Saturday, June 21, 2003

# Posted 11:14 AM by Ariel David Adesnik  

POWELL COMES, POWELL GOES: After a brief visit by the Secretary of State, Israeli and Palestinian negotiators have become more optimistic about the prospects of a new security accord for Gaza. What stands in the way of an accord are continuting disagreements between Israeli and Palestinian negotiators about how to provide security for Gaza's main intercity road.

While denouncing Hamas in no uncertain terms, Powell also indicated that the United States and Israel had come to an agreement that targeted killings are out of bounds unless there are indications of an impending terrorist attack.

While this sort of minor advance is encouraging, serious questions about the viability of the Road Map still abound. Without sounding all that optimistic, Reason of Voice observes that the Road Map has forced both Israeli and Palestinian factions to clarify their positions on the prospects of peace.

While the first half of Dan's post amounts to a revisionist history of the Oslo process which declares that it never came close to achieving a lasting peace, I found the second half quite interesting, especially given's Dan's firm support for Likud. He writes that
Mahmoud Abbas' rise and Yasser Arafat's marginalization have forced Palestinian policy 'out of the closet'. The complaints of previous Israeli governments dealing with Arafat was that he would give one speech in English and another in Arabic. It is astoundingly clear how true that statement was in light of the last 3 months of 'roadmap' negotiation. Abbas's statement in Aqaba forced Palestinian terrorist groups to speak for themselves. We've seen Sheik Yassin and al-Rantissi of Hamas, previously unknown publicly, emerge with a firm voice of continued terrorist commitment. These men had previously hid comfortably in the shadows of Arafat's cloaks.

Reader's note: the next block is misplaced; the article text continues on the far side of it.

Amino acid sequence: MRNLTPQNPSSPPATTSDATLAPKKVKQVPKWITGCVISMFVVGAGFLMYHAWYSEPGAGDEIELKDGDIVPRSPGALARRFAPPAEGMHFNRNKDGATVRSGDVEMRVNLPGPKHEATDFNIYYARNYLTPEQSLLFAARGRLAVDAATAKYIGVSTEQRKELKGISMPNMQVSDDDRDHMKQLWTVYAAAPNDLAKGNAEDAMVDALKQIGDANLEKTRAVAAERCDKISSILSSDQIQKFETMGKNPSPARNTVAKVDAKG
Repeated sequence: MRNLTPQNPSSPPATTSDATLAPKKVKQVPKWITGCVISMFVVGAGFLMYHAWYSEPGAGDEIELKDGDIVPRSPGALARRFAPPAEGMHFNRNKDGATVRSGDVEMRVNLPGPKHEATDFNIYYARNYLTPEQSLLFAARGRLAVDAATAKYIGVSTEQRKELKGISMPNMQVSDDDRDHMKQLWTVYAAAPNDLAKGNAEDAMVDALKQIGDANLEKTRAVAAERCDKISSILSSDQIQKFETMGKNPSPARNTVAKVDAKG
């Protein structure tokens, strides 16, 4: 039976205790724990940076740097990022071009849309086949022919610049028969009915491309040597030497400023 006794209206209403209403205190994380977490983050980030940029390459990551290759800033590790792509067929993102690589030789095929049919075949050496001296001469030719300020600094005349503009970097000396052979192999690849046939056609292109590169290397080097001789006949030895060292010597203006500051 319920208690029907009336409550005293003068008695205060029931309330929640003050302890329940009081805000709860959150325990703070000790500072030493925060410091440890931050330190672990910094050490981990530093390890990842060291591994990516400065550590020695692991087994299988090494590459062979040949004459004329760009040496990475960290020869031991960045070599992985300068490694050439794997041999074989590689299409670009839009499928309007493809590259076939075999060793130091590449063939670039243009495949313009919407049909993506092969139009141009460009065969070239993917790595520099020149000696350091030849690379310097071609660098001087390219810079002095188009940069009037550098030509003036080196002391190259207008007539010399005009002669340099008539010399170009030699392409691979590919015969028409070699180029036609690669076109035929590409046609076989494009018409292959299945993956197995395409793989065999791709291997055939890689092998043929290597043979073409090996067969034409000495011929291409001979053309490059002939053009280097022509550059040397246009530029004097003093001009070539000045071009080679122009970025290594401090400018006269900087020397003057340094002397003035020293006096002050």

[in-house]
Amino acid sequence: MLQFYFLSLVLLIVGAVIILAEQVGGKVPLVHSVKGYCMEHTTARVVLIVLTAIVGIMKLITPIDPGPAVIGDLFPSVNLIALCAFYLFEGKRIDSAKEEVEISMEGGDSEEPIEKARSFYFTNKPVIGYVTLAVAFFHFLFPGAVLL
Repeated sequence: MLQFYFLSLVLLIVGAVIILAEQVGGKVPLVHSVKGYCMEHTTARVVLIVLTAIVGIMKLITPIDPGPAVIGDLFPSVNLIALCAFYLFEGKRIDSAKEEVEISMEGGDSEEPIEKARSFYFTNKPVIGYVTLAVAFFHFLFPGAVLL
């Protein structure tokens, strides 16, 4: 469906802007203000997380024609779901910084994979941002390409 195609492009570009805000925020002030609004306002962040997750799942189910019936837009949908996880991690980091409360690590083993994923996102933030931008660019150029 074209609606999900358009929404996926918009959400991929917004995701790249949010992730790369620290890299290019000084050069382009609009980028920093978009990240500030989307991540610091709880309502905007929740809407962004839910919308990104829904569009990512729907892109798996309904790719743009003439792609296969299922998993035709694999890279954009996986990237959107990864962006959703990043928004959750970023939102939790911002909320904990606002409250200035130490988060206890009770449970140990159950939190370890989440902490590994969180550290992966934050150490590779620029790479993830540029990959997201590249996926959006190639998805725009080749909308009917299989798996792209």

Without intending to do so, Dan seems to have admitted that the (temporary and uncertain) rise of Mahmoud Abbas represents a historic opportunity to negotiate with a Palestinian leadership actually committed to peace. From where I stand, that sounds like a very strong argument in favor of Israeli restraint when it comes to targeting Hamas officials for assassination.

Presumably, friend-of-Volokh Jonathan Zasloff disagrees. He writes [via e-mail]:
My sense is that it would actually ENHANCE Abu Mazen's credibility at this point to tell Hamas: "look, this guy Sharon--you know who he is. I can't control him. Like the Israelis says, he eats Arabs for breakfast. I can get the Americans to lean on him to stop the killings--but only if you commit to an unconditional cease-fire. And you'd better do so--because if you don't, you're all dead men. You know as well as I do that the Shabak is crawling all over Gaza City. They know where you guys are and will find you out eventually. And like I said, this Sharon won't care if he kills a bunch of civilians. He never has."
Given Jonathan's argument, I would counter that Hamas actually wants Sharon to kill as many Palestinian civilians as possible. Each innocent bystander that dies reinforces the Hamas message that Israel is too brutal to negotiate with.

While the killing off of its top leadership may intimidate Hamas, that seems to be a price its top cadres are willing to pay in order to discredit moderates such as Abbas. If that price were too high, Hamas would've declared a ceasefire after the Rantisi attack rather than launching even more destructive suicide attacks.

All in all, the critical question in the targeted killings debate seems to be "Why now?" Why risk destroying Abbas's credibility if he is the best negotiating partner Israel has had? If there were any hope of destorying Hamas, Fatah and Jihad by purely military means, I might well support it. But for as long as one believes that peace can only be had at the negotiating table, there will be no choice for Israel -- at certain critical points -- but to shoulder the risks associated with self-restraint.
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